During the MIF2017 fair in Maastricht, Isranumis Coins & Papermoney from Israel will be one of our exhibitors. The history of Israeli currency is not quite old since the founding of the State in 1948.
History of The Israeli Shekel
Development of a new currency to be known as the Shekel (properly, Sheqel) was approved by the Israeli Knesset on 4 June 1969. The governors of the Bank of Israel did not consider the time ripe until November 1977, when studies for its implementation began.
Prime Minister Menachem Begin and Minister of Finance Simcha Erlich approved a proposal to redenominate the Israeli pound in May 1978; the proposal called for the currency to be exactly similar except for the removal of a zero from the inflated pound and agorot denominations.
The Shekel and New Agora were declared legal tender on 22 February 1980 and went into circulation two days later. Initial denominations were IS 1, 5, 10, and 50, but over the next five years inflation led to another five: IS 100, 500, 1000, 5000, and 10 000. New coin and bill designs were selected through competitions among graphic designers.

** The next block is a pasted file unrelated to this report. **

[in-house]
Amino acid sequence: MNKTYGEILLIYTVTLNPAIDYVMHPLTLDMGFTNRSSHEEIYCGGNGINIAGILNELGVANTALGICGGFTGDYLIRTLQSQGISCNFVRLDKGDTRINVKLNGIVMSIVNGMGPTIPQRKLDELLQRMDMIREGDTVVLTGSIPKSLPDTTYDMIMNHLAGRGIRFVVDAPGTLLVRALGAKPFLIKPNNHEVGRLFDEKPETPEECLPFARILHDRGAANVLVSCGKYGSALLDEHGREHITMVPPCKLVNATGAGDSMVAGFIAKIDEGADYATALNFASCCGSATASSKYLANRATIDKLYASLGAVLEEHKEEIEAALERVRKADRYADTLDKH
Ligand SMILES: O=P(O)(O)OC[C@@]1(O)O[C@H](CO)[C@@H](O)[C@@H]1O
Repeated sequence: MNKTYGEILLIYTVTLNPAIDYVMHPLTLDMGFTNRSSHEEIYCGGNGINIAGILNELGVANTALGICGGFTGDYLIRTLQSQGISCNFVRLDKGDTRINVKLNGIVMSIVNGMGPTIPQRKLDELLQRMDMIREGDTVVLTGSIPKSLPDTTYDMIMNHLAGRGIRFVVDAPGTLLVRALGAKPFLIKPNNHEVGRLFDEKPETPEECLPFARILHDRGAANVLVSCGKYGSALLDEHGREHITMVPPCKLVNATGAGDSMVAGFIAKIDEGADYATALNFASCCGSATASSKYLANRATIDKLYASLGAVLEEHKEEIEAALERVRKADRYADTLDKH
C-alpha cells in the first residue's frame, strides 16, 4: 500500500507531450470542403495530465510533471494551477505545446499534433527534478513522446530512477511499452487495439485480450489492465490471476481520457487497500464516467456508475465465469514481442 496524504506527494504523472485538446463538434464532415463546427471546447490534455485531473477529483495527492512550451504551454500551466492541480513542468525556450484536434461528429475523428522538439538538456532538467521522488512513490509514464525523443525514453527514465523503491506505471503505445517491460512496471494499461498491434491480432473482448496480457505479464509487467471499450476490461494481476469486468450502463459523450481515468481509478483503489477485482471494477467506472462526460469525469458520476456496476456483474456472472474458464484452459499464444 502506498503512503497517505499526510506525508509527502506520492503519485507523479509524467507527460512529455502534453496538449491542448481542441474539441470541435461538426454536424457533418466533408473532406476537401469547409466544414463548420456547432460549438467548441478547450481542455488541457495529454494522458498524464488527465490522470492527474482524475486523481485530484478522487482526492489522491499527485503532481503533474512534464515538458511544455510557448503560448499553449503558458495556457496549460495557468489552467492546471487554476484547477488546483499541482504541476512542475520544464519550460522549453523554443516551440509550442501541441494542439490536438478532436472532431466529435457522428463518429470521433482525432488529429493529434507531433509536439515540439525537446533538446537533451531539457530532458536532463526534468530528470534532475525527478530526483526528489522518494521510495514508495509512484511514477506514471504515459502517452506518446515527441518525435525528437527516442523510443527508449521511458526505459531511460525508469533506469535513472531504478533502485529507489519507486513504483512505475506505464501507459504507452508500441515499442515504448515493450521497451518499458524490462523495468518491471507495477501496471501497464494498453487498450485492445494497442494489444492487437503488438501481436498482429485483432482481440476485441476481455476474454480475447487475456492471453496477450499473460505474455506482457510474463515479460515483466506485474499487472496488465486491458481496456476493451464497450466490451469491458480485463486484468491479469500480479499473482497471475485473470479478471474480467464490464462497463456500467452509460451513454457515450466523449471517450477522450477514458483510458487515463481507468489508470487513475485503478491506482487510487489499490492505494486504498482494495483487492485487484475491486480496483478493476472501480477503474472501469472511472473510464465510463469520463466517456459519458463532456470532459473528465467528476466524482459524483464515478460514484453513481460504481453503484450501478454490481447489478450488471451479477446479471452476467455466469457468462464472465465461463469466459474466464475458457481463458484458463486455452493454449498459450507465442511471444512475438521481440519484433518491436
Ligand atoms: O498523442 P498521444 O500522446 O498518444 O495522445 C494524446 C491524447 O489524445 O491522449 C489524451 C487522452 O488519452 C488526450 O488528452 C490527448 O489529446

Beginning with the IS 500 issue, the size of the notes was standardized (76 mm × 138 mm or 3 in × 5 in) and the denominations differentiated by color and design. A transparent part was added to discourage counterfeiting and elements for the blind were added.
The New Israeli Shekel replaced the shekel following its hyperinflation and the enactment of the economic stabilization plan of 1985 which brought inflation under control. It became the currency of Israel on 4 September 1985, removing three zeros from the old notes.
Presently, the old Shekel is no longer in circulation and is not regarded as legal tender by the Bank of Israel.
The initial series of banknotes in 1980 were for the denominations of IS 1, 5, 10, and 50 and preserved the appearance of the 10, 50, 100 and 500-pound notes which they replaced.
Subsequent issues added the denominations of IS 100, 500, 1000, 5000, and 10 000.